30 July 2018

Congratulations to Imran Khan

YouTube link.

I first took note of Imran Khan in this blog back in 2010, when he spearheaded a nationwide effort to address the crisis of massive flooding covering one-fifth of Pakistan.  The following year The Guardian took note of his criticism of longstanding graft and corruption in Pakistan's politics.

That populist approach has culminated in his successful election to lead the country; he is expected to easily form a coalition government and become Prime Minister.  The video above is a 24-minute worthwhile longwatch that incorporates three regional journalists from Islamabad and Lahore.  They make note of the breadth of his appeal, winning districts from the Khyber to Punjab, as well as he major cities.  Perhaps because of his cricketing fame, he is hugely popular (with the people and the politicians) in neighboring India - a major advantage in securing regional peace.  And this morning the India Times headline reads "Chinese media goes gaga over Imran Khan..." after his party Tweeted in Mandarin about improving ties with China.

He has a complicated task ahead, having inherited a government that for generations has been corrupt and has wasted the country's resources.  He has to deal with military generals who have exercised immense control of national policies in the past.  His country shares national borders with India, China, Afghanistan, and Iran.  He will want to continue modernizing his country, with a major focus on the welfare of the common people rather than the military.
Pakistan matters because, with its youthful population of more than 200 million (66% are under 30), it is a country of vast potential handicapped by endemic poverty, illiteracy and inequality. It is also, not coincidentally, a battleground pitting anti-western Islamists, schooled in international jihad in Saudi-funded madrassas, against the secular, anglophone elite. It is central to the “war on terror”. Its stability and security, or lack of it, has a potentially global impact.

For the British, Pakistan exercises an abiding fascination, rooted in the Raj’s disastrous part in its bloody 1947 birth and in continuing, close ethnic and cultural ties. For the Americans, self-anointed heirs to empire, Pakistan plays the dual role of indispensable ally and duplicitous villain in their endless Afghan drama. For many in India, Islamabad is the nuclear-armed bogeyman next door. For expansionist China, Pakistan is a key link in its grandiose Belt and Road trading franchise, reliant on Beijing’s loans, investment and goodwill...
Pakistan’s generals are accustomed to exercising sole control of foreign and security policy. Challenging them can be a career or even life-ending experience. So if Khan, for example, wants to break with the US, befriend India, or talk to terrorists, he had better watch his back. Whatever the popular storyline says about democracy redux, the hidden hand on the new prime minister’s shoulder is real. It will be hard to shake off.
And these thoughts from the New York Times yesterday:
Pakistan has reached a turning point that could possibly alter its dysfunctional trajectory... Mr. Khan brings something new: more star power and mystique than any recent Pakistani leader and perhaps a better chance to change the country’s narrative... “Relatively few Pakistani leaders have won over the West... But Khan is familiar with operating in the international world. He already has strong name recognition. He doesn’t need to be introduced.”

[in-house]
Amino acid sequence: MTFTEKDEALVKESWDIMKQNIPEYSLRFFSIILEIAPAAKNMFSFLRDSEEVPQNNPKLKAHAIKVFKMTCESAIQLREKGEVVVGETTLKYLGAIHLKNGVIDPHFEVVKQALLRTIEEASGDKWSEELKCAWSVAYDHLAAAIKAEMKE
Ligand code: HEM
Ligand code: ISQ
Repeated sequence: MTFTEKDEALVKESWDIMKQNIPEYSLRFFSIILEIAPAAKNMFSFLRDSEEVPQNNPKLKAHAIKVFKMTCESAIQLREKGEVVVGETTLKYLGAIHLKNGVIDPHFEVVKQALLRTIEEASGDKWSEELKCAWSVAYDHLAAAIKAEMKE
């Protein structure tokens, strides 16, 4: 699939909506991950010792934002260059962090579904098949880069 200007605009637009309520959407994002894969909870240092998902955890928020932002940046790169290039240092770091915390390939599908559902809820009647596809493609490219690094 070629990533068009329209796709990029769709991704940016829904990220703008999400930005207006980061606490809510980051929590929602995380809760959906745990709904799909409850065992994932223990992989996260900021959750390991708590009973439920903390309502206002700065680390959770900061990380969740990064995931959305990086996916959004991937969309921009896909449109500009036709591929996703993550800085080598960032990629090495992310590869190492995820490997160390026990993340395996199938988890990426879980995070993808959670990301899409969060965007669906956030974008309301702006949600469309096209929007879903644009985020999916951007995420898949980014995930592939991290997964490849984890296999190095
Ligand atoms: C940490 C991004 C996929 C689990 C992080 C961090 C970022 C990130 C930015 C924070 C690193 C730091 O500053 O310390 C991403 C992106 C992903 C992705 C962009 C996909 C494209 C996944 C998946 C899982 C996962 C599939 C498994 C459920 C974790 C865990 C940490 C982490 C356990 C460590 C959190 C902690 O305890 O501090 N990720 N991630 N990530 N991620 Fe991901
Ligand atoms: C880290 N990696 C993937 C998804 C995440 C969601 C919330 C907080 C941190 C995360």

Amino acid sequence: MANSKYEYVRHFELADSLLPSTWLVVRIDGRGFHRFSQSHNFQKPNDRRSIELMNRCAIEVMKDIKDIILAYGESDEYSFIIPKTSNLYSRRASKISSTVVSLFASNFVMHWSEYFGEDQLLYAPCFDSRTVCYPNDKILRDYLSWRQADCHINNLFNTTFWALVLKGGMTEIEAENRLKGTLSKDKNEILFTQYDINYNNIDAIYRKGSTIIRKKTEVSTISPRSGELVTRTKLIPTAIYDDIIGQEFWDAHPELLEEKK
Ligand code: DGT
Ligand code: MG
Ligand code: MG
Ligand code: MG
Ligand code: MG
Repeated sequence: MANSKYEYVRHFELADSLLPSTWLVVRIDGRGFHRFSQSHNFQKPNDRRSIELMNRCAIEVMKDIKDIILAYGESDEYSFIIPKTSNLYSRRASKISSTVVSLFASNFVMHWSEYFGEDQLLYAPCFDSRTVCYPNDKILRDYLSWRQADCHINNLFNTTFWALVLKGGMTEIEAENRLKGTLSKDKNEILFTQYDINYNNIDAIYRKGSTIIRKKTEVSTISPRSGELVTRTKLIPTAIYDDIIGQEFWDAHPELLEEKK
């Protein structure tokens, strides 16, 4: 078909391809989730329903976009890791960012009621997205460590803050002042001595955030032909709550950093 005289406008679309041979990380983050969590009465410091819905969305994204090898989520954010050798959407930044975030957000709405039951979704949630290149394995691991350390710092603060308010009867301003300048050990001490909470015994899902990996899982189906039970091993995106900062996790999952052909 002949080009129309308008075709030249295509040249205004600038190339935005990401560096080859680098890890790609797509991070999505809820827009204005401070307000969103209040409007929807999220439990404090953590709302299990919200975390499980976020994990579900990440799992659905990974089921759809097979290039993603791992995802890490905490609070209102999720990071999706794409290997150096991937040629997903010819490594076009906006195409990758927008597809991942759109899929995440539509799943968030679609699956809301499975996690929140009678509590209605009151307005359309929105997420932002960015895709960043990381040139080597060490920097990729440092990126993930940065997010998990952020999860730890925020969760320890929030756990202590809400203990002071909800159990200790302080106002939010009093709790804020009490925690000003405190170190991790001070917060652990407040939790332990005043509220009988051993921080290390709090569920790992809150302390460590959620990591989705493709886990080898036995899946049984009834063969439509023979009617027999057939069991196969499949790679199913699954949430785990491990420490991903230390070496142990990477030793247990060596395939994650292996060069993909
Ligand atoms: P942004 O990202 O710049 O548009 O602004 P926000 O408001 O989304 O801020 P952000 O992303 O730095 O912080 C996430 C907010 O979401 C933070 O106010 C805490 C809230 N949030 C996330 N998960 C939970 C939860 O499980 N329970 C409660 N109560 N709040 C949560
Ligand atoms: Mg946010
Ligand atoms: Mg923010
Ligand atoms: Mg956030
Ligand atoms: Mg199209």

Oxford-educated and once married to a wealthy British woman, Mr. Khan is clearly comfortable in the highest circles of Western power brokers. He was close friends with Princess Diana. (Shortly before she died, Mr. Khan has said, he was trying to help her find a new husband.)

Still, the old Mr. Khan is not necessarily the new Mr. Khan. In recent years, he has undergone a complex metamorphosis, distancing himself from his days as a star athlete and ladies’ man. He now expresses sympathy for the Taliban and for Pakistan’s harsh blasphemy laws, which include the death penalty, positions that play well domestically...

Take his views on religion. He has said that he wants to reform the madrasa system in which countless young Pakistani boys have been brainwashed in Quranic schools to fight for extremist groups. At the same time, Mr. Khan has supported Pakistan’s blasphemy laws and teamed up with hard-line religious groups that a few years ago rioted in Islamabad, the capital...

To Western governments, Mr. Khan’s idiosyncrasies may not even matter that much. Analysts say there are only two issues the West really cares about in Pakistan: militant groups and nuclear arms. Mr. Khan will not have much say in either. The military and intelligence establishment handles both.
The biggest issue that Mr. Khan will control is the economy. This is where he could shine as a leader or quickly be subsumed. Pakistan is facing a balance of payments crisis, its currency has rapidly devalued, its debt is soaring.

Economists say the steps the next prime minister must take are obvious but painful. The national budget (including the military’s) needs to be cut, Pakistanis must pay more for energy, old state-run businesses need to be privatized and taxes — many more taxes — need to be collected.
TYWKIWDBI wishes Imran Khan success in this enormous task.  We will continue to follow events and blog them every now and then.

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